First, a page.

Six Sunday Links; Swagger & Sass

Six Sunday Links didn’t happen last week because I was busy celebrating my Gran’s 89


birthday in Florida! Seeing her so irregularly now, when she used to be 20 minutes down the road, is incredibly hard – especially when I think about the fact that she’s living in a nursing home and only getting older.

There are moments in life that you know you’re going to want to remember. As they’re happening, you try to make a mental note of all the little details, scared that one day they’ll slip from your memory. You want to live in the moment but you’re already concerning yourself with what’s going to happen when that moment becomes the past. Maybe that’s why I took so many pictures! I tried soaking up the invaluable family time – it’s not very often that my mom’s side of the family gets to spend time together. We ate, we drank, we caught up – I tried my very best to coax the crew into getting a little sappy by sharing some of our favorite memories.

We also celebrated the fact that my cousin and his wife will soon be welcoming their first baby into the family. Gran’s going to be a great-Gran (she already is the greatest Gran, though!) I was sure to buy baby Emma her first NHL onesie. She’s going to look fabulous in it, even though it’s slightly masculine looking. Whatever, gender neutrality is all the rage these days, isn’t it?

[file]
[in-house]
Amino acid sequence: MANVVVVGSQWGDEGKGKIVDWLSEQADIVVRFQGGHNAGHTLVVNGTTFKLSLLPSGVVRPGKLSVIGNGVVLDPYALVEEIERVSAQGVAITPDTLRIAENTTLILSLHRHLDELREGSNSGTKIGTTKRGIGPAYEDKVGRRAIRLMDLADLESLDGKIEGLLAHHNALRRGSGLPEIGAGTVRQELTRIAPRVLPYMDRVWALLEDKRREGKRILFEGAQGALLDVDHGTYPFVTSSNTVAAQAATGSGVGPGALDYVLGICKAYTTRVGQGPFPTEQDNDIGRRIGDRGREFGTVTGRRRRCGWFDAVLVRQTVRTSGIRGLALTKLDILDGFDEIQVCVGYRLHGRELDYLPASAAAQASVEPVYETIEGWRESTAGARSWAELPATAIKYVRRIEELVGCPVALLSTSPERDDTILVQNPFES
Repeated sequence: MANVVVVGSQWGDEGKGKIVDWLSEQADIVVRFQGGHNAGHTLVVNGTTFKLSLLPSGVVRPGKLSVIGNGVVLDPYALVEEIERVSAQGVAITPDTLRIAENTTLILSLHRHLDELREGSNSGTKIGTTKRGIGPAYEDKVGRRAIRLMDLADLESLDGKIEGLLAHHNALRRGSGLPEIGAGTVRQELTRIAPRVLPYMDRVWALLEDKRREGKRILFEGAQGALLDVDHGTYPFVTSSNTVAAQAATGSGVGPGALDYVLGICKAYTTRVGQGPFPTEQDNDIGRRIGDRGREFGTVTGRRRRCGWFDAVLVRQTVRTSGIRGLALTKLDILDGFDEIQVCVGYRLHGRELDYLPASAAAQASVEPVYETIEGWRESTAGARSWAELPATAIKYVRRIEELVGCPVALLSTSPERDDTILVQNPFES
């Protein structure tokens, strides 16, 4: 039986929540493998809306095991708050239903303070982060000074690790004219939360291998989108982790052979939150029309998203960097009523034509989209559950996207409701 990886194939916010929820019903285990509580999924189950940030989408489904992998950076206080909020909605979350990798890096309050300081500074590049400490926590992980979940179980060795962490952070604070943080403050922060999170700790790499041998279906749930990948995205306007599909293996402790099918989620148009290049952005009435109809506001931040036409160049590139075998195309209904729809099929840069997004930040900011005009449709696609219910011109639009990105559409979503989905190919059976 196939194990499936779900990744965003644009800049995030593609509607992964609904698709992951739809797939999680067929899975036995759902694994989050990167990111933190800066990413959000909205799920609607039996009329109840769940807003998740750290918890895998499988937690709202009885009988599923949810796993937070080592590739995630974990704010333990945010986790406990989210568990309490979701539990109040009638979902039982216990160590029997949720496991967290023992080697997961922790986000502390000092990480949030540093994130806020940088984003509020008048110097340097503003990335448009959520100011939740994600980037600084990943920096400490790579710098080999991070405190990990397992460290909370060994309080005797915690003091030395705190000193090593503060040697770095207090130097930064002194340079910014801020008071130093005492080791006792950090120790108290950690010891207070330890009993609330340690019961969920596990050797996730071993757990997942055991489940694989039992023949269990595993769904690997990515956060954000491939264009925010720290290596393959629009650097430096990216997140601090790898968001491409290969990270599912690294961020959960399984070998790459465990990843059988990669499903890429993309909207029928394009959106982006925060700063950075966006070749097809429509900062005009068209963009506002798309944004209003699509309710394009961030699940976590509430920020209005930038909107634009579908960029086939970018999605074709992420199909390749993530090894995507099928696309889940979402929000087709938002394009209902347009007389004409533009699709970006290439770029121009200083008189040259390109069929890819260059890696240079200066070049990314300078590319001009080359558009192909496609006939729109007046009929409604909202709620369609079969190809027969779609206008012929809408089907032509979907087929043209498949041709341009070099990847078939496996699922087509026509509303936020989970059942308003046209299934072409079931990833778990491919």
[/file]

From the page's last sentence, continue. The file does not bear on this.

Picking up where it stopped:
In total I spent 20 hours traveling between Friday and Monday, but it was well worth it for moments like this:

Despite having off on Monday to fly home, the week seemed to last forever. But here we are at another Sunday. Instead of using your brain cells to think about the coming week (ugh) – how about checking out these six links? I think it’s a quality batch -  heavy on my own personal commentary. 

The Rise and Fall of Trading Spaces, theHome Design Show That Ruled the World